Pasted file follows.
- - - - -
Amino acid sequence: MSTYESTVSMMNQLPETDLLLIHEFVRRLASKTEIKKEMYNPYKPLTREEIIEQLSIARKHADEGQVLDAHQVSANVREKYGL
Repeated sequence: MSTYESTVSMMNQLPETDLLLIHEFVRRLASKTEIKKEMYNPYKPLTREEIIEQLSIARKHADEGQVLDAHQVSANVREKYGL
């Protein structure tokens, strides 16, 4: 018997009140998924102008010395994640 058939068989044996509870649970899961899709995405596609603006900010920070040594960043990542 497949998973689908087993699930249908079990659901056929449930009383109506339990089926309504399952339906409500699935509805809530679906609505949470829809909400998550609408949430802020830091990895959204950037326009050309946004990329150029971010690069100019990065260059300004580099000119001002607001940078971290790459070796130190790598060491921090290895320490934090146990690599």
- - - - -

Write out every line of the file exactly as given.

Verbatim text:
Amino acid sequence: MSTYESTVSMMNQLPETDLLLIHEFVRRLASKTEIKKEMYNPYKPLTREEIIEQLSIARKHADEGQVLDAHQVSANVREKYGL
Repeated sequence: MSTYESTVSMMNQLPETDLLLIHEFVRRLASKTEIKKEMYNPYKPLTREEIIEQLSIARKHADEGQVLDAHQVSANVREKYGL
């Protein structure tokens, strides 16, 4: 018997009140998924102008010395994640 058939068989044996509870649970899961899709995405596609603006900010920070040594960043990542 497949998973689908087993699930249908079990659901056929449930009383109506339990089926309504399952339906409500699935509805809530679906609505949470829809909400998550609408949430802020830091990895959204950037326009050309946004990329150029971010690069100019990065260059300004580099000119001002607001940078971290790459070796130190790598060491921090290895320490934090146990690599």